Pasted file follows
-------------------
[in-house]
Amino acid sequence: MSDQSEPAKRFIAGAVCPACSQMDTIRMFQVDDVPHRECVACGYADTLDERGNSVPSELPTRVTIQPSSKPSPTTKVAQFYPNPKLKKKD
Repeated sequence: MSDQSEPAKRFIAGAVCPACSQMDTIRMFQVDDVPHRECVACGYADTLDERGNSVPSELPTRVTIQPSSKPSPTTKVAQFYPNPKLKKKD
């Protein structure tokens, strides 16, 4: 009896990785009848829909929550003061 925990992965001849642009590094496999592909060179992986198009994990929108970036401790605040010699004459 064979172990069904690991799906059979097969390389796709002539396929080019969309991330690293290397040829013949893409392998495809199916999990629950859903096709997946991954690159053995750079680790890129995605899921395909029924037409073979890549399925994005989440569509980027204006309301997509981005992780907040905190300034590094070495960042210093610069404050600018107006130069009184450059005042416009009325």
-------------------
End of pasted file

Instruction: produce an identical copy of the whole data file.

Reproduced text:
[in-house]
Amino acid sequence: MSDQSEPAKRFIAGAVCPACSQMDTIRMFQVDDVPHRECVACGYADTLDERGNSVPSELPTRVTIQPSSKPSPTTKVAQFYPNPKLKKKD
Repeated sequence: MSDQSEPAKRFIAGAVCPACSQMDTIRMFQVDDVPHRECVACGYADTLDERGNSVPSELPTRVTIQPSSKPSPTTKVAQFYPNPKLKKKD
């Protein structure tokens, strides 16, 4: 009896990785009848829909929550003061 925990992965001849642009590094496999592909060179992986198009994990929108970036401790605040010699004459 064979172990069904690991799906059979097969390389796709002539396929080019969309991330690293290397040829013949893409392998495809199916999990629950859903096709997946991954690159053995750079680790890129995605899921395909029924037409073979890549399925994005989440569509980027204006309301997509981005992780907040905190300034590094070495960042210093610069404050600018107006130069009184450059005042416009009325």